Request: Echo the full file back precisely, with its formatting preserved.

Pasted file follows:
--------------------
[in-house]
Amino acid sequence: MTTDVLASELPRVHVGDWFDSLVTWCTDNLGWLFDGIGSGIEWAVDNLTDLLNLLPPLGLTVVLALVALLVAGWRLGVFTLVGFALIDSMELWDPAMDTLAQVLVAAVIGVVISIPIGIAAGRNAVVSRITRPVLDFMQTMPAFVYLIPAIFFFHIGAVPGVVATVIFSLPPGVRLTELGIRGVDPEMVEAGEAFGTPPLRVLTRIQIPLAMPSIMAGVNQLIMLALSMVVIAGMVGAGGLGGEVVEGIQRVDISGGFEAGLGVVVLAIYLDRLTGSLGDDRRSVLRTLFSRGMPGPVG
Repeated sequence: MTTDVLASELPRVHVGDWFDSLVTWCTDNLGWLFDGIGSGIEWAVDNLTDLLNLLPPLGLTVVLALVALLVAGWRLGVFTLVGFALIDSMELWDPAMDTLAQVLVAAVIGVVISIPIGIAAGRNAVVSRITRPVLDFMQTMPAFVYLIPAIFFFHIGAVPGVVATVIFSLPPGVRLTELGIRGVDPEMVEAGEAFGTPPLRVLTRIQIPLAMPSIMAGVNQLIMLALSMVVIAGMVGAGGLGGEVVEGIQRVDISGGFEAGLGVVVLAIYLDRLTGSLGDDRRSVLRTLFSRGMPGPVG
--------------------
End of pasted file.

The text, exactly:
[in-house]
Amino acid sequence: MTTDVLASELPRVHVGDWFDSLVTWCTDNLGWLFDGIGSGIEWAVDNLTDLLNLLPPLGLTVVLALVALLVAGWRLGVFTLVGFALIDSMELWDPAMDTLAQVLVAAVIGVVISIPIGIAAGRNAVVSRITRPVLDFMQTMPAFVYLIPAIFFFHIGAVPGVVATVIFSLPPGVRLTELGIRGVDPEMVEAGEAFGTPPLRVLTRIQIPLAMPSIMAGVNQLIMLALSMVVIAGMVGAGGLGGEVVEGIQRVDISGGFEAGLGVVVLAIYLDRLTGSLGDDRRSVLRTLFSRGMPGPVG
Repeated sequence: MTTDVLASELPRVHVGDWFDSLVTWCTDNLGWLFDGIGSGIEWAVDNLTDLLNLLPPLGLTVVLALVALLVAGWRLGVFTLVGFALIDSMELWDPAMDTLAQVLVAAVIGVVISIPIGIAAGRNAVVSRITRPVLDFMQTMPAFVYLIPAIFFFHIGAVPGVVATVIFSLPPGVRLTELGIRGVDPEMVEAGEAFGTPPLRVLTRIQIPLAMPSIMAGVNQLIMLALSMVVIAGMVGAGGLGGEVVEGIQRVDISGGFEAGLGVVVLAIYLDRLTGSLGDDRRSVLRTLFSRGMPGPVG